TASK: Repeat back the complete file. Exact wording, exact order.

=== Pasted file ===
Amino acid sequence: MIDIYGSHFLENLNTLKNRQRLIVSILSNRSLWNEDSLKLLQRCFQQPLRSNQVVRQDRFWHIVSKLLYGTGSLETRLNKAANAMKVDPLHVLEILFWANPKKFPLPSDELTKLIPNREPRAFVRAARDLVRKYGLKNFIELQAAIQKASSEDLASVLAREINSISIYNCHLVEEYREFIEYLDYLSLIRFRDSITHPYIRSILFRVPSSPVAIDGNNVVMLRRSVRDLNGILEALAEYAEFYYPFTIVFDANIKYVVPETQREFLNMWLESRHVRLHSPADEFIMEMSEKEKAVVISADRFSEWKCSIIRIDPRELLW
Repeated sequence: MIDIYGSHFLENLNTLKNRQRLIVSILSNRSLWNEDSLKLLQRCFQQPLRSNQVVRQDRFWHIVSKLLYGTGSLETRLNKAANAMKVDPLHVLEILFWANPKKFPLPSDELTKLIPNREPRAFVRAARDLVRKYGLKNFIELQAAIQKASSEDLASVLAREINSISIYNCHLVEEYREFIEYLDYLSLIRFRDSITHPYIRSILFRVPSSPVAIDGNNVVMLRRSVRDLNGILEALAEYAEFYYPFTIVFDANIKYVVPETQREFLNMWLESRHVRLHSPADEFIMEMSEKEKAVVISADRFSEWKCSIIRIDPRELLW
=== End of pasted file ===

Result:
Amino acid sequence: MIDIYGSHFLENLNTLKNRQRLIVSILSNRSLWNEDSLKLLQRCFQQPLRSNQVVRQDRFWHIVSKLLYGTGSLETRLNKAANAMKVDPLHVLEILFWANPKKFPLPSDELTKLIPNREPRAFVRAARDLVRKYGLKNFIELQAAIQKASSEDLASVLAREINSISIYNCHLVEEYREFIEYLDYLSLIRFRDSITHPYIRSILFRVPSSPVAIDGNNVVMLRRSVRDLNGILEALAEYAEFYYPFTIVFDANIKYVVPETQREFLNMWLESRHVRLHSPADEFIMEMSEKEKAVVISADRFSEWKCSIIRIDPRELLW
Repeated sequence: MIDIYGSHFLENLNTLKNRQRLIVSILSNRSLWNEDSLKLLQRCFQQPLRSNQVVRQDRFWHIVSKLLYGTGSLETRLNKAANAMKVDPLHVLEILFWANPKKFPLPSDELTKLIPNREPRAFVRAARDLVRKYGLKNFIELQAAIQKASSEDLASVLAREINSISIYNCHLVEEYREFIEYLDYLSLIRFRDSITHPYIRSILFRVPSSPVAIDGNNVVMLRRSVRDLNGILEALAEYAEFYYPFTIVFDANIKYVVPETQREFLNMWLESRHVRLHSPADEFIMEMSEKEKAVVISADRFSEWKCSIIRIDPRELLW